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A Pulitzer-Prize Writer Has Analysed the Hidden Meaning of Kendrick Lamar's New Song

"Consider the possibility that hypocrisy is, in certain situations, a much more complicated moral position than is generally allowed," says clever person.
February 11, 2015, 11:02am

Approaching any great music from the academic perspective does give you a greater understanding, but sometimes it also kills your original personal and subjective connection - which, I'd argue, is just as important. There is no doubt that though my confused mother may have been better informed afterwards, her daily singing and post-divorce connection with Lou Reed’s “I’m Waiting For My Man” was definitely hurt when I took it upon myself to tell her it was about him meeting up with a smack dealer as opposed to a singletons anthem.

Sometimes though, the academic light can give stuff a special new meaning, like The Cultural Impact of Kanye West by Julius Bailey which distilled Yeezy's entire artistic rollercoaster so far into a series of abstract essays, or the University of Missouri's English syllabus which assesses how hip-hop has remoulded the American Dream. This appears to be the aim and result of annotations website Genius (formerly Rap Genius) decision to get Pulitzer Prize-winning author Michael Chabon analysing the multi-faceted and politically-electrified nature of Kendrick’s latest cut “Blacker The Berry”.


Chabon - known for stitching literary narratives with American history, mysticism and identity - focuses on the final couplet of the rap track; the big reveal which sets you off on a frantic bout of reassessing everything you’ve just heard.

Kendrick's final lyrics were:

So why did I weep when Trayvon Martin was in the street?
When gang banging make me kill a nigga blacker than me?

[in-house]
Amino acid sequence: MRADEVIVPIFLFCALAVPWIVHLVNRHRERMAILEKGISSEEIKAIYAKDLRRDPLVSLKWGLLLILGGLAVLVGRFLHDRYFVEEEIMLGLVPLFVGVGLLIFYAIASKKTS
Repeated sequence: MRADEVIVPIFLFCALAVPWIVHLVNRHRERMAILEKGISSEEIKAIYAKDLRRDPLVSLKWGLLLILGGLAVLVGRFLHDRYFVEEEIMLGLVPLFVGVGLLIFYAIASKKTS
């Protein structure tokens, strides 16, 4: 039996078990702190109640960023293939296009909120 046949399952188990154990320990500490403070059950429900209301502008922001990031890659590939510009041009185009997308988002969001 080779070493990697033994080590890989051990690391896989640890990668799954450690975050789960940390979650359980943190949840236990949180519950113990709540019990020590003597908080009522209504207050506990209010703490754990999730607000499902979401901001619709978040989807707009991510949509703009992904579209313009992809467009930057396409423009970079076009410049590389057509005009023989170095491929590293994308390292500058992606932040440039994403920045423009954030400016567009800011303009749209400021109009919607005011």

Read Chabon’s take below:

"In this final couplet, Kendrick Lamar employs a rhetorical move akin to—and in its way even more devastating than—Common’s move in the last line of “I Used to Love H.E.R.”: snapping an entire lyric into place with a surprise revelation of something hitherto left unspoken. In “H.E.R.”, Common reveals the identity of the song’s “her”—hip hop itself—forcing the listener to re-evaluate the entire meaning and intent of the song. Here, Kendrick Lamar reveals the nature of the enigmatic hypocrisy that the speaker has previously confessed to three times in the song without elaborating: that he grieved over the murder of Trayvon Martin when he himself has been responsible for the death of a young black man. Common’s “her” is not a woman but hip hop itself; Lamar’s “I” is not (or not only) Kendrick Lamar but his community as a whole. This revelation forces the listener to a deeper and broader understanding of the song’s “you”, and to consider the possibility that “hypocrisy” is, in certain situations, a much more complicated moral position than is generally allowed, and perhaps an inevitable one."

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